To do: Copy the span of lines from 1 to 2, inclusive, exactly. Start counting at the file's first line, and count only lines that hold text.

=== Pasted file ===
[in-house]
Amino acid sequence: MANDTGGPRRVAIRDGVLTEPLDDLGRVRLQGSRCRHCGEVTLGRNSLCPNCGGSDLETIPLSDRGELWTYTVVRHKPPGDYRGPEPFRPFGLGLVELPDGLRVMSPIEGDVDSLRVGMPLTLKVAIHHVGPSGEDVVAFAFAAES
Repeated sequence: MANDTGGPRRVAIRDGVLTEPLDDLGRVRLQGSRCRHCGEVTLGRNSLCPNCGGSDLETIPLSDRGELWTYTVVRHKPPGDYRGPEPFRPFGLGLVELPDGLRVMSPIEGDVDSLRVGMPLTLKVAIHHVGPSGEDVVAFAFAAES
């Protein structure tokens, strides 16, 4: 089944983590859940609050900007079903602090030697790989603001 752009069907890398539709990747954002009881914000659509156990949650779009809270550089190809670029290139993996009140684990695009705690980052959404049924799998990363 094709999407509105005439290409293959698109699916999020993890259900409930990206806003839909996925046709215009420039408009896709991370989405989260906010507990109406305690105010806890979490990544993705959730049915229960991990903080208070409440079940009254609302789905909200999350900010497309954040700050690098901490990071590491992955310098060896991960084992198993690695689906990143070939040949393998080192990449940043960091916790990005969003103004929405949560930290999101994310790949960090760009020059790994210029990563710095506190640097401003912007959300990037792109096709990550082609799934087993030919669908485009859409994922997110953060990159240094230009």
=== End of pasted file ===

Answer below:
[in-house]
Amino acid sequence: MANDTGGPRRVAIRDGVLTEPLDDLGRVRLQGSRCRHCGEVTLGRNSLCPNCGGSDLETIPLSDRGELWTYTVVRHKPPGDYRGPEPFRPFGLGLVELPDGLRVMSPIEGDVDSLRVGMPLTLKVAIHHVGPSGEDVVAFAFAAES